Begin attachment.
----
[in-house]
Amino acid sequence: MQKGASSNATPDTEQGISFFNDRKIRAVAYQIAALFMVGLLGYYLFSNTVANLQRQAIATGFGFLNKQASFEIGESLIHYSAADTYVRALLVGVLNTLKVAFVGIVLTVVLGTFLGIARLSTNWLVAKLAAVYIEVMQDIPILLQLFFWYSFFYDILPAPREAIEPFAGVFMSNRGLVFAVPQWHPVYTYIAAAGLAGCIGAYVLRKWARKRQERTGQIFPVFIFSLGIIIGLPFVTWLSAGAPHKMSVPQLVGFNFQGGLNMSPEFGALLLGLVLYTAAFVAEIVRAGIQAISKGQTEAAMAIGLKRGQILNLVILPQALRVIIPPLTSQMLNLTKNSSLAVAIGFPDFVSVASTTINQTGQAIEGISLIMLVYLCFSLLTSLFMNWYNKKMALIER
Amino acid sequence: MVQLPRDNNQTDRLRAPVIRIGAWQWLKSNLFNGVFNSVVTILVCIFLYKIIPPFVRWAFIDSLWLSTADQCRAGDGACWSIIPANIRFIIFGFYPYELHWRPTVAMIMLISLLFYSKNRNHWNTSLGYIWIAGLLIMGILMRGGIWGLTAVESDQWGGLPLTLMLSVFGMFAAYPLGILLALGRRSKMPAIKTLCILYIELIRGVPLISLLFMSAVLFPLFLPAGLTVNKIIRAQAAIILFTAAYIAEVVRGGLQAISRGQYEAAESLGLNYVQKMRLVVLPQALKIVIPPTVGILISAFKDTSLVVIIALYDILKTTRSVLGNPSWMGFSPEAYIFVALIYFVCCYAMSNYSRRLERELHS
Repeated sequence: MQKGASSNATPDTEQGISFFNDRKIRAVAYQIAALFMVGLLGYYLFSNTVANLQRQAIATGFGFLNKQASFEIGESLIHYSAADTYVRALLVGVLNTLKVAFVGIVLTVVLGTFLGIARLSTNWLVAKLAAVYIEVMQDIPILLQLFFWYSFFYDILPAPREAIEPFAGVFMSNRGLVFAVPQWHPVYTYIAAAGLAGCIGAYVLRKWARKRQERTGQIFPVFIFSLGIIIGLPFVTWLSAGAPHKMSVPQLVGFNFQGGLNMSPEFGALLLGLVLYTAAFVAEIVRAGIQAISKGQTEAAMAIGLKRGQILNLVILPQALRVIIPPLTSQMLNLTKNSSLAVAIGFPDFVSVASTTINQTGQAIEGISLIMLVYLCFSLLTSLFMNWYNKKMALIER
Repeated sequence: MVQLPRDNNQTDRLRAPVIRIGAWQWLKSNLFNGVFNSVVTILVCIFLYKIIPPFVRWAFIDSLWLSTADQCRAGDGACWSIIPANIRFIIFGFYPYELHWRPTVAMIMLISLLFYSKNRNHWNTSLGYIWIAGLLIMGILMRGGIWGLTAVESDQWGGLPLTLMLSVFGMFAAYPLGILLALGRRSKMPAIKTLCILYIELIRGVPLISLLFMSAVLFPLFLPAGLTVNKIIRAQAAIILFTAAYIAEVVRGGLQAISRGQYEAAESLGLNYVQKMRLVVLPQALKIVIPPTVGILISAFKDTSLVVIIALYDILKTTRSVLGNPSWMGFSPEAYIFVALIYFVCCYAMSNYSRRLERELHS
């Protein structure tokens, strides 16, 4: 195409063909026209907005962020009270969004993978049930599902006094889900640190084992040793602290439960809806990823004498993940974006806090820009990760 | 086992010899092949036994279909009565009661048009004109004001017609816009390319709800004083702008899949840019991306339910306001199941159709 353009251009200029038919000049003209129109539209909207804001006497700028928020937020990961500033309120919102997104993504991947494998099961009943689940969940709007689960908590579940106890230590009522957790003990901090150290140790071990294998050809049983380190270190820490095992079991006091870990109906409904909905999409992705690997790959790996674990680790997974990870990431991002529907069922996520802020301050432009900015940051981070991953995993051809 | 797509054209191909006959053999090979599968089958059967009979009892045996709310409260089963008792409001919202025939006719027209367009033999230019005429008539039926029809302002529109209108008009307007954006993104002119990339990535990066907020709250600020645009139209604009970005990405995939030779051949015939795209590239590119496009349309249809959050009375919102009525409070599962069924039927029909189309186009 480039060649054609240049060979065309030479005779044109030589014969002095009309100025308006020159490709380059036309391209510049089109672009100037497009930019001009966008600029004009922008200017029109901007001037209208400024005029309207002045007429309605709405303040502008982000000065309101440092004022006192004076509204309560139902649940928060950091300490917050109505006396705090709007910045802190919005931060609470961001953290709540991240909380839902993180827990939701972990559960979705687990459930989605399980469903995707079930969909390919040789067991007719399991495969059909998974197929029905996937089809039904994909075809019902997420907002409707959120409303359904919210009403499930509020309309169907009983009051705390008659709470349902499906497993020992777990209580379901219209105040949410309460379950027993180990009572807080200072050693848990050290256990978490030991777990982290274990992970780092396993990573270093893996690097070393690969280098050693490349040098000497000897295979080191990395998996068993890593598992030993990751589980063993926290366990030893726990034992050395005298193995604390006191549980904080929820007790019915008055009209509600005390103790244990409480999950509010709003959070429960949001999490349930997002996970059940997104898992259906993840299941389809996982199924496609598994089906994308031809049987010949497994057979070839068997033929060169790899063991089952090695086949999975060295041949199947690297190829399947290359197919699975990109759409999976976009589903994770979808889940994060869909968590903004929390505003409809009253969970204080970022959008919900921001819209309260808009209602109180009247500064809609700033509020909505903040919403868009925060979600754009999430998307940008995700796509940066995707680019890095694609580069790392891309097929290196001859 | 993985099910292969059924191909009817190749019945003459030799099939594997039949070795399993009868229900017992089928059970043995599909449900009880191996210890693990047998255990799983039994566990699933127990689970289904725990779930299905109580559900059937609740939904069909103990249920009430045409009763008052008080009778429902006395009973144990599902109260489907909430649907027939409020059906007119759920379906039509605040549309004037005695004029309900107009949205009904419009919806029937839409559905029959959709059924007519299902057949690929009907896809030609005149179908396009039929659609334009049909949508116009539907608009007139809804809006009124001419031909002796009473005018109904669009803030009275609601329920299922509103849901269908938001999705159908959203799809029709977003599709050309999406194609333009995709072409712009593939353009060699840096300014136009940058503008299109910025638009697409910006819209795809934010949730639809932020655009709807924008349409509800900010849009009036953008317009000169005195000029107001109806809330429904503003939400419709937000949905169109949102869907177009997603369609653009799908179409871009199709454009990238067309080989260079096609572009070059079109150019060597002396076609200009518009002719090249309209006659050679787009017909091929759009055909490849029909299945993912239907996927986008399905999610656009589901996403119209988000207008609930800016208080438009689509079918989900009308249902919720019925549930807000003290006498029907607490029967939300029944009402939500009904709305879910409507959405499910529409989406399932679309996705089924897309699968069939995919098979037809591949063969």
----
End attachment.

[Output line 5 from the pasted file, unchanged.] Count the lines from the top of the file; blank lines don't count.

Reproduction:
Repeated sequence: MVQLPRDNNQTDRLRAPVIRIGAWQWLKSNLFNGVFNSVVTILVCIFLYKIIPPFVRWAFIDSLWLSTADQCRAGDGACWSIIPANIRFIIFGFYPYELHWRPTVAMIMLISLLFYSKNRNHWNTSLGYIWIAGLLIMGILMRGGIWGLTAVESDQWGGLPLTLMLSVFGMFAAYPLGILLALGRRSKMPAIKTLCILYIELIRGVPLISLLFMSAVLFPLFLPAGLTVNKIIRAQAAIILFTAAYIAEVVRGGLQAISRGQYEAAESLGLNYVQKMRLVVLPQALKIVIPPTVGILISAFKDTSLVVIIALYDILKTTRSVLGNPSWMGFSPEAYIFVALIYFVCCYAMSNYSRRLERELHS